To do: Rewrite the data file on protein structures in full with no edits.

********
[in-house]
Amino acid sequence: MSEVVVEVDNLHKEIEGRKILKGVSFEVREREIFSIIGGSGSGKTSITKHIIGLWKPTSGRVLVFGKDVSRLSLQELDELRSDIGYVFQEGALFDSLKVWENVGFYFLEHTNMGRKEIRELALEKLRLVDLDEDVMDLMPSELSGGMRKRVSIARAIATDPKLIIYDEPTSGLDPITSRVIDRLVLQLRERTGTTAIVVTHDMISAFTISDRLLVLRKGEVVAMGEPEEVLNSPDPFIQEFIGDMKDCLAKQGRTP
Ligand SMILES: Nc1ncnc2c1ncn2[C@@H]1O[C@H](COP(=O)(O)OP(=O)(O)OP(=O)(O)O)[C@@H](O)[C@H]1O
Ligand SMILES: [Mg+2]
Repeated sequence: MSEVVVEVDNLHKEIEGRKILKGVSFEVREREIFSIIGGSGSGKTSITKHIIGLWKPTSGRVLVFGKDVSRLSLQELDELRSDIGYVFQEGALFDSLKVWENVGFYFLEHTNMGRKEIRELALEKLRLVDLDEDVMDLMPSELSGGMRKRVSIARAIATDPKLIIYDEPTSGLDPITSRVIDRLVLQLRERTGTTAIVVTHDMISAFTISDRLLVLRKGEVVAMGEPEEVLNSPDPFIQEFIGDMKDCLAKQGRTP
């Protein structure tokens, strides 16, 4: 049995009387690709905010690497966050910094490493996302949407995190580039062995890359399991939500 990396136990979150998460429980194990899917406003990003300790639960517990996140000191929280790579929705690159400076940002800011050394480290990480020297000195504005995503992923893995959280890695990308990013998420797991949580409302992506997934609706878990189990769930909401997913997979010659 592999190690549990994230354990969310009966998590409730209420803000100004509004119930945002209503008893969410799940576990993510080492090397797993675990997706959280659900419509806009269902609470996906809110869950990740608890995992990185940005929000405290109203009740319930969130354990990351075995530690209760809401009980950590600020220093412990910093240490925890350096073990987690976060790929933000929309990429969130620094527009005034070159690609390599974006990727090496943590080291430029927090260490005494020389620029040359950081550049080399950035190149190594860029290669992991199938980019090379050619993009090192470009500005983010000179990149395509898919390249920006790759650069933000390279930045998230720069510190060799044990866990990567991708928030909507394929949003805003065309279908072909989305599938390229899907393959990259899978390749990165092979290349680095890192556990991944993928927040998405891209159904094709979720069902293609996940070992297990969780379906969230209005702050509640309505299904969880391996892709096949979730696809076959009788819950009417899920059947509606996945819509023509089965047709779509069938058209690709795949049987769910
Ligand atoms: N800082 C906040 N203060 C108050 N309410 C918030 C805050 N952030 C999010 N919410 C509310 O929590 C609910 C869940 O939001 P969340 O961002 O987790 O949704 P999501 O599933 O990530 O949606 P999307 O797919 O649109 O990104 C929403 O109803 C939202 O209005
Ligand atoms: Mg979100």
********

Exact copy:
[in-house]
Amino acid sequence: MSEVVVEVDNLHKEIEGRKILKGVSFEVREREIFSIIGGSGSGKTSITKHIIGLWKPTSGRVLVFGKDVSRLSLQELDELRSDIGYVFQEGALFDSLKVWENVGFYFLEHTNMGRKEIRELALEKLRLVDLDEDVMDLMPSELSGGMRKRVSIARAIATDPKLIIYDEPTSGLDPITSRVIDRLVLQLRERTGTTAIVVTHDMISAFTISDRLLVLRKGEVVAMGEPEEVLNSPDPFIQEFIGDMKDCLAKQGRTP
Ligand SMILES: Nc1ncnc2c1ncn2[C@@H]1O[C@H](COP(=O)(O)OP(=O)(O)OP(=O)(O)O)[C@@H](O)[C@H]1O
Ligand SMILES: [Mg+2]
Repeated sequence: MSEVVVEVDNLHKEIEGRKILKGVSFEVREREIFSIIGGSGSGKTSITKHIIGLWKPTSGRVLVFGKDVSRLSLQELDELRSDIGYVFQEGALFDSLKVWENVGFYFLEHTNMGRKEIRELALEKLRLVDLDEDVMDLMPSELSGGMRKRVSIARAIATDPKLIIYDEPTSGLDPITSRVIDRLVLQLRERTGTTAIVVTHDMISAFTISDRLLVLRKGEVVAMGEPEEVLNSPDPFIQEFIGDMKDCLAKQGRTP
């Protein structure tokens, strides 16, 4: 049995009387690709905010690497966050910094490493996302949407995190580039062995890359399991939500 990396136990979150998460429980194990899917406003990003300790639960517990996140000191929280790579929705690159400076940002800011050394480290990480020297000195504005995503992923893995959280890695990308990013998420797991949580409302992506997934609706878990189990769930909401997913997979010659 592999190690549990994230354990969310009966998590409730209420803000100004509004119930945002209503008893969410799940576990993510080492090397797993675990997706959280659900419509806009269902609470996906809110869950990740608890995992990185940005929000405290109203009740319930969130354990990351075995530690209760809401009980950590600020220093412990910093240490925890350096073990987690976060790929933000929309990429969130620094527009005034070159690609390599974006990727090496943590080291430029927090260490005494020389620029040359950081550049080399950035190149190594860029290669992991199938980019090379050619993009090192470009500005983010000179990149395509898919390249920006790759650069933000390279930045998230720069510190060799044990866990990567991708928030909507394929949003805003065309279908072909989305599938390229899907393959990259899978390749990165092979290349680095890192556990991944993928927040998405891209159904094709979720069902293609996940070992297990969780379906969230209005702050509640309505299904969880391996892709096949979730696809076959009788819950009417899920059947509606996945819509023509089965047709779509069938058209690709795949049987769910
Ligand atoms: N800082 C906040 N203060 C108050 N309410 C918030 C805050 N952030 C999010 N919410 C509310 O929590 C609910 C869940 O939001 P969340 O961002 O987790 O949704 P999501 O599933 O990530 O949606 P999307 O797919 O649109 O990104 C929403 O109803 C939202 O209005
Ligand atoms: Mg979100």